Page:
It seems as though with every year that passes, quite a few games arrive announcing they each have “returned to gaming’s roots, bringing fun and a challenge back to gamers.” Though neither of these are bad in terms of gameplay, most gamers play games because they find games entertaining. Failing that, thought-provoking or even the unabashedly silly game also appeals to many a gamer. As is such, the title of Positech Games’ Gratuitous Tank Battles would imply irreverent and chaotic fun, but eventually comes across as anything but.
Being a spiritual successor to 2009’s Gratuitous Space Battles, Gratuitous Tank Battles, as the name suggests, involves tank battles. But instead of the direct ship-to-ship combat that was featured in the predecessor, GTB features a much more traditional tower defense mechanism in which you can either defend against waves of various types of units, or be the attacker and send waves of your own.
Victory is achieved when either the attacker acquires enough “victory points” by having units reach the other side of the map, or having the defender hold off the attacker until supplies run out. As for the supplies themselves, the attacker typically receives them at a faster rate, but are only received for a certain amount of time. As each unit placed costs a certain amount of supplies, the aggressor needs to ensure that they are using their resources efficiently as possible, whereas the defender just needs to hope that they can predict the forthcoming units well enough to survive.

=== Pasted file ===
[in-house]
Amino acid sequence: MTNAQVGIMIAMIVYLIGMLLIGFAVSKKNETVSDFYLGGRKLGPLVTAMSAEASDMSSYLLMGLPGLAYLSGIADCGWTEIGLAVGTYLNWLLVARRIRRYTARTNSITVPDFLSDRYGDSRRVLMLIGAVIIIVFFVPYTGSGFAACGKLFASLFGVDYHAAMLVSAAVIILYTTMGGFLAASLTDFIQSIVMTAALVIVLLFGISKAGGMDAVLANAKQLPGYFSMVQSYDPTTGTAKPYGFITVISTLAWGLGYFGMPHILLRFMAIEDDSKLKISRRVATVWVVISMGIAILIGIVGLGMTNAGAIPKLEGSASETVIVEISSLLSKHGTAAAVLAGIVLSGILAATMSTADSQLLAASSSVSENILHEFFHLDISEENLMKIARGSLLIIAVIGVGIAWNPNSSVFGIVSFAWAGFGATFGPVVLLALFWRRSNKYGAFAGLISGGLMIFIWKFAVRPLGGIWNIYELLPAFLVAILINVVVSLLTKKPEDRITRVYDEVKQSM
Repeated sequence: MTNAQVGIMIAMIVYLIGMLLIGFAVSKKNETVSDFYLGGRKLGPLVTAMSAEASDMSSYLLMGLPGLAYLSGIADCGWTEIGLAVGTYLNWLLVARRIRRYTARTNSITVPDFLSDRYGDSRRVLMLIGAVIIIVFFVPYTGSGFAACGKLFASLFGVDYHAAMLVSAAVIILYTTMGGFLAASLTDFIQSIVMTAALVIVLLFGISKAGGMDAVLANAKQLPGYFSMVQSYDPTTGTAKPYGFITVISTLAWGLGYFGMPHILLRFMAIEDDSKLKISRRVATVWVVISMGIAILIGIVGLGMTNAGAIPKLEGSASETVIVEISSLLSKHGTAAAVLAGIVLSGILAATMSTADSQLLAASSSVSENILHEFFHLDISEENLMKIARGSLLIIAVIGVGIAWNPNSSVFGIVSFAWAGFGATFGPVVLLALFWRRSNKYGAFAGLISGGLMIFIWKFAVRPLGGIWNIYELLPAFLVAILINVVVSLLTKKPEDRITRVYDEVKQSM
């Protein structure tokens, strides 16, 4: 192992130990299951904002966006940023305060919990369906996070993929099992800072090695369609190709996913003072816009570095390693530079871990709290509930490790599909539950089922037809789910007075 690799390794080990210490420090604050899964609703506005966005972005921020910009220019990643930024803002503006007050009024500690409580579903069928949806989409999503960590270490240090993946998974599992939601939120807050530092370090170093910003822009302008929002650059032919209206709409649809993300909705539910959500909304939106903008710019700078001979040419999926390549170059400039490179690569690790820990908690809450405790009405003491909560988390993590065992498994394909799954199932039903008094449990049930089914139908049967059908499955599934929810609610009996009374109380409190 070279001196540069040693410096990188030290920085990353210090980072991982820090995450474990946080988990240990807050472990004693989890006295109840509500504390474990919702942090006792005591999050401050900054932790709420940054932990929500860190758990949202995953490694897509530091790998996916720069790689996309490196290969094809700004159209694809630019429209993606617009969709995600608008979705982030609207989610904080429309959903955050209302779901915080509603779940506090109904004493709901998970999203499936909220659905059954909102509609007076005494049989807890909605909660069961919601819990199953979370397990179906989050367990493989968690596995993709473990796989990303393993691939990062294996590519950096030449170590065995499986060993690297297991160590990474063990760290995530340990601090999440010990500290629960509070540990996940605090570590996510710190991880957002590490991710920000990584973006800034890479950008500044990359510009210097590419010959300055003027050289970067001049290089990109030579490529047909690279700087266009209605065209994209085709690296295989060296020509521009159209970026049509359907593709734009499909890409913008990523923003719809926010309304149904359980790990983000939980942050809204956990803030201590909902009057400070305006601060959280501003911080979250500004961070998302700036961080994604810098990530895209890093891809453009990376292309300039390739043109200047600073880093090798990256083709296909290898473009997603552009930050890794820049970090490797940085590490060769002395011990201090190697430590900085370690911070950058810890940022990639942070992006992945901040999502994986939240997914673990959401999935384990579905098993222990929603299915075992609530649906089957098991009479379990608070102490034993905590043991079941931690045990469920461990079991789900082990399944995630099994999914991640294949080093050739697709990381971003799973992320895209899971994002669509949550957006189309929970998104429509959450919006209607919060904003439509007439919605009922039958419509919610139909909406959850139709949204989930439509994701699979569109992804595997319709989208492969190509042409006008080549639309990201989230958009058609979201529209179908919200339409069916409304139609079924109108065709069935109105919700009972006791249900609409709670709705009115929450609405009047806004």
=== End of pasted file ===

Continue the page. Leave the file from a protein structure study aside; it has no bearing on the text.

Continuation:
For those on the offensive side, they must strategically stagger their units to maximize the damage output onto the enemy defenses, allowing your weaker units to cross the map, earning you “victory points,” which change based on the unit. While challenging, levels are not impossible, provided the player actually uses the right units for the task. Defending, however, is a different beast entirely. I was playing using the “adaptive AI” option for defense, meaning that the AI will adapt to my turret strategies accordingly. While it sounds intelligent in practice, it’s executed rather frustratingly.